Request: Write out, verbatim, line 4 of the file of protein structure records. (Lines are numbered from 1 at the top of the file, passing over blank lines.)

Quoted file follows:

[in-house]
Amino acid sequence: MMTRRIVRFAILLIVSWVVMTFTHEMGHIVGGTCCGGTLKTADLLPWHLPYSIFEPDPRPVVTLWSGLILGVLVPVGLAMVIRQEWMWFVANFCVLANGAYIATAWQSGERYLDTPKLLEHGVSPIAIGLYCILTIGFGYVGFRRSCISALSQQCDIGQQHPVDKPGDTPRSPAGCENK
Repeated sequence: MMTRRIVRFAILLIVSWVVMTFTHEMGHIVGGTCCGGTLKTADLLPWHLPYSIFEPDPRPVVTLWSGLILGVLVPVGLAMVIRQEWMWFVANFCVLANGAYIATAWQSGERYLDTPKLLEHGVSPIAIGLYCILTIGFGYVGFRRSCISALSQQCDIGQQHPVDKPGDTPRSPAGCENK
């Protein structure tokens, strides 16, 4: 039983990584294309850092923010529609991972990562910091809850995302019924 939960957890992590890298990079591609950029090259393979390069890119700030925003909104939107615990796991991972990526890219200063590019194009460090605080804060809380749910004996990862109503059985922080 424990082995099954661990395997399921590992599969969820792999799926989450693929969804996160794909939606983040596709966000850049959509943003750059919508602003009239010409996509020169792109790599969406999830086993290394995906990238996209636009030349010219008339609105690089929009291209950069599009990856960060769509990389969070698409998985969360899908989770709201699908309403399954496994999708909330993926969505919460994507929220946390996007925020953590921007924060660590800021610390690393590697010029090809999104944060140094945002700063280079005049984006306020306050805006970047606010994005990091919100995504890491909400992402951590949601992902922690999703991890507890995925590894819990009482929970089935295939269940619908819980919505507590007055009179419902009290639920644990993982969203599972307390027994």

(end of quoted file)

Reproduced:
């Protein structure tokens, strides 16, 4: 039983990584294309850092923010529609991972990562910091809850995302019924 939960957890992590890298990079591609950029090259393979390069890119700030925003909104939107615990796991991972990526890219200063590019194009460090605080804060809380749910004996990862109503059985922080 424990082995099954661990395997399921590992599969969820792999799926989450693929969804996160794909939606983040596709966000850049959509943003750059919508602003009239010409996509020169792109790599969406999830086993290394995906990238996209636009030349010219008339609105690089929009291209950069599009990856960060769509990389969070698409998985969360899908989770709201699908309403399954496994999708909330993926969505919460994507929220946390996007925020953590921007924060660590800021610390690393590697010029090809999104944060140094945002700063280079005049984006306020306050805006970047606010994005990091919100995504890491909400992402951590949601992902922690999703991890507890995925590894819990009482929970089935295939269940619908819980919505507590007055009179419902009290639920644990993982969203599972307390027994």